The American performer series Stratocaster is built with a solid alder body. Alder is widely used in Strats and Strat style guitars, and is well known for its bright tones and good responsiveness. The alder tone is ideal for blues and rock, but in reality it works well with pretty much any genre.
US made American Performer alder Strat bodies are typically made from 2 pieces of alder, but on occasion they are made with 3, and rarely, you might find that yours even has a 1 piece body.
Even on multi piece bodies, Fender doesn’t install veneers on the American Performer models, so on models with translucent finishes, the joins may be visible, but they go to greater lengths to match the color of the wood and the grain as best as possible, so that it is less obvious that the body is multi piece.
Depending on the color option you opt for, the American Performer will have either a satin urethane, or a gloss urethane finish. Like all guitar finishes, urethane is there to protect the wood and the paintwork underneath. A urethane finish like this is a little bit tougher than nitrocellulose, but significantly softer than polyester, so, it will age over time
The urethane finish is a big reason for the price jump from the Player Series. Urethane takes significantly longer to cure than polyester, which ultimately increases the length of time it takes to make an American Performer Strat, increasing the overall cost of production.
Unfortunately, the American Performer comes in a limited range of colors, with just 3 options to choose from. You can pick from a transparent Honey Burst, Arctic White, or Satin Lake Placid Blue.
Further adding to the value of the Player Series, it is also made with a solid Alder body, just like the American Performer. Alder is light weight and relatively easy to work with as a wood, which helps in the construction of the comfort contours found on the Stratocaster body. Of course, alder also contributes to the classic, bright Strat tones, too.
Player Series Stratocasters, like most of the Mexican made models (and even US models), have bodies made with multiple pieces of wood, but while the American bodies might have 2 to 3 pieces, the Mexican bodies can be pieced together with as many as 8 pieces of wood. Ultimately it has little to no effect on tone, but it does allow Fender to reduce the cost of construction, which contributes to the lower price.
Player Series models with transparent finishes; sunburst models, for example, may have veneers placed on the bodies to hide the joins, as with Mexican made bodies there is no color or grain matching during construction.
The bodies are finished in polyester lacquer, which is a great top coat layer to use on a guitar, especially for those not interested in aging or relic-ing their Strat. Polyester lacquer cures to a rock hard finish in a matter of hours, making large scale production an incredibly efficient process. The biggest downside to polyester finishes is that their hardness means that if you drop or ding your guitar, you can end up taking large chunks or flakes out of the finish, and it can look quite unsightly.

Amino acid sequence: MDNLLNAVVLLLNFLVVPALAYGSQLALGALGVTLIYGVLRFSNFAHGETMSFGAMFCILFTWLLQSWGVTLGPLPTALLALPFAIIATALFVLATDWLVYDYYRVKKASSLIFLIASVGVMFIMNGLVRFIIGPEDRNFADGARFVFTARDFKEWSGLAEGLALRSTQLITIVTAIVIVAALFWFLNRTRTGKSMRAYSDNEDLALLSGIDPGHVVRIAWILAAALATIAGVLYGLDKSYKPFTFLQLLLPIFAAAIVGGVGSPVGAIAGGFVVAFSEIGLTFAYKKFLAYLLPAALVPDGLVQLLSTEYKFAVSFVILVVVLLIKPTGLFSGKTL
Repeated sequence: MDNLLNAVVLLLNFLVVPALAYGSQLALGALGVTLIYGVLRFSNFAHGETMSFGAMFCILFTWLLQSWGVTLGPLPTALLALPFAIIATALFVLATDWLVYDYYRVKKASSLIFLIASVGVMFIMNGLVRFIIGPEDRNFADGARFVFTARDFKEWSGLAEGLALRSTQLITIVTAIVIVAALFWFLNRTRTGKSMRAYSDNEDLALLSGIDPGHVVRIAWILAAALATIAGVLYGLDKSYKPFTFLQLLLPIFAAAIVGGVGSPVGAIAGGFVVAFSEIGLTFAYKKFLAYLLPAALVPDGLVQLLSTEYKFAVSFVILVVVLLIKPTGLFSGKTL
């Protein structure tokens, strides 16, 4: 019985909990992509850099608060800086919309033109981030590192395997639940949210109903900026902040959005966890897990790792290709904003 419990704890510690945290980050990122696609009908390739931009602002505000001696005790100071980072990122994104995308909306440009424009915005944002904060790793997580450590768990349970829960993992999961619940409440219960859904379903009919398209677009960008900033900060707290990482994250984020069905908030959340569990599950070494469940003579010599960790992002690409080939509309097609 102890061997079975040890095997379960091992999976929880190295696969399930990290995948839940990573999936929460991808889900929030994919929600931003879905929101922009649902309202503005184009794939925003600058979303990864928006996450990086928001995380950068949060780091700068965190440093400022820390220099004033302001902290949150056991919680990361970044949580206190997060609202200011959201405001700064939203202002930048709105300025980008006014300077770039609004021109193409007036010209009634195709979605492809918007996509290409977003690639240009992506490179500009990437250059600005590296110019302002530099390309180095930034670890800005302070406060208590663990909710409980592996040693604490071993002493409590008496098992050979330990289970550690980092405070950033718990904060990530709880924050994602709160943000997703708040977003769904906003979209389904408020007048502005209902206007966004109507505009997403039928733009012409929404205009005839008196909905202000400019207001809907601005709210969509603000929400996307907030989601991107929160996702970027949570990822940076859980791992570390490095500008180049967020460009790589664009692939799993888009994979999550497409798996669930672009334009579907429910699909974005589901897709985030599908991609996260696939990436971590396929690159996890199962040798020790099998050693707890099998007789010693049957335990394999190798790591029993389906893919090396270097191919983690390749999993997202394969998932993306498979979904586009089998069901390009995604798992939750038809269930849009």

There are 8 different color options available, and they go beyond the usual sunburst, black, and red that the Strat is known for. In fact, in addition to the classic 3 Color Sunburst, and Black finishes, it also comes in Tidepool blue, Polar White, Buttercream, Capri Orange, and even Silver.
One more area in which the American made models stand out over their Mexican made counterparts is in the hardware that comes installed on them. The American Performer gets the all new Classic Gear tuning machines, which have the ever popular vintage style buttons, but with a more modern 18:1 gear ratio that improves the smoothness of their operation and simultaneously improves fine tuning and tuning stability.
The bridge features 6 bent Fender stamped saddles with 2 1/16” string spacing, and has a Standard Series vintage style 6 screw Synchronized Tremolo system. The trem system gets a steel block, which provides superior resonance, sustain and tone in comparison to the zinc alloy blocks found on lower end models.
It has a fairly standard, unbranded synthetic bone nut, with a 1.685” width. This is a little wider than you’d find on foreign made Strats.
One of the most subtle upgrades you’ll notice on American made Strats is the type of string tree. American Performer models get a pair of roller trees, which help to extend string life, improve intonation and tuning stability, and generally look nicer than the standard trees.
For the pickguard, you’ll either get a 3 ply mint guard on the Honey Burst and Satin Lake Placid Blue models, or a 3 ply black guard on the Arctic White model. Regardless of the color, these models get a standard 12 screw pickguard.
The knobs are aged white plastic, and really look excellent against all of the available colors.
The Mexican made Player Series Stratocasters are fitted with the basic Fender sealed gear tuners. They have modern style trapezoid tuning keys, and they look sleek, especially on the smaller headstock.
Interestingly, the Player Series Stratocaster has what many would consider to be the better tremolo system of the two guitars. The American Performer has a 6 screw tremolo system, while the Mexican made Player Series gets a more modern 2 point bridge. A 2 point trem typically makes it easier to float the bridge, and also provides better tuning stability, perhaps at the cost of a marginal (almost imperceptible) loss in sustain.
The trem block itself is made of zinc alloy, which as mentioned earlier, doesn’t provide as much sustain as you’d get from the heavier steel block on a US model. It’s a relatively inexpensive and simple enough upgrade if you find that the sustain isn’t enough, but it will add extra weight to your guitar, as the zinc is noticeably lighter.